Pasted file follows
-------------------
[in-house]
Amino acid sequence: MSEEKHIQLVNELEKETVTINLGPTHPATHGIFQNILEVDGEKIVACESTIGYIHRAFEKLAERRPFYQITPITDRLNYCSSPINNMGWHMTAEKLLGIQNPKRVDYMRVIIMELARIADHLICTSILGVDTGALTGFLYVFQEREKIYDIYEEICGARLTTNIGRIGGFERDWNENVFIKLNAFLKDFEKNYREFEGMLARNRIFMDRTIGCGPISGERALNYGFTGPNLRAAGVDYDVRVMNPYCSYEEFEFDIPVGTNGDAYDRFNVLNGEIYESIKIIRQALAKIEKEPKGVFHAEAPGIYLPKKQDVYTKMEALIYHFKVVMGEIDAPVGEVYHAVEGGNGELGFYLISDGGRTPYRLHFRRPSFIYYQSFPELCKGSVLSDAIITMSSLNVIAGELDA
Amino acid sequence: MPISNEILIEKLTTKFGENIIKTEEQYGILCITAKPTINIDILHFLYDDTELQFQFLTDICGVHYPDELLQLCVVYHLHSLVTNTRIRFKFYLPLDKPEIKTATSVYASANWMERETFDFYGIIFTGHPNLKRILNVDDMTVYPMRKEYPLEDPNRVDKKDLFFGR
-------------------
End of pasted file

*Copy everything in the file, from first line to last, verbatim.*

[in-house]
Amino acid sequence: MSEEKHIQLVNELEKETVTINLGPTHPATHGIFQNILEVDGEKIVACESTIGYIHRAFEKLAERRPFYQITPITDRLNYCSSPINNMGWHMTAEKLLGIQNPKRVDYMRVIIMELARIADHLICTSILGVDTGALTGFLYVFQEREKIYDIYEEICGARLTTNIGRIGGFERDWNENVFIKLNAFLKDFEKNYREFEGMLARNRIFMDRTIGCGPISGERALNYGFTGPNLRAAGVDYDVRVMNPYCSYEEFEFDIPVGTNGDAYDRFNVLNGEIYESIKIIRQALAKIEKEPKGVFHAEAPGIYLPKKQDVYTKMEALIYHFKVVMGEIDAPVGEVYHAVEGGNGELGFYLISDGGRTPYRLHFRRPSFIYYQSFPELCKGSVLSDAIITMSSLNVIAGELDA
Amino acid sequence: MPISNEILIEKLTTKFGENIIKTEEQYGILCITAKPTINIDILHFLYDDTELQFQFLTDICGVHYPDELLQLCVVYHLHSLVTNTRIRFKFYLPLDKPEIKTATSVYASANWMERETFDFYGIIFTGHPNLKRILNVDDMTVYPMRKEYPLEDPNRVDKKDLFFGR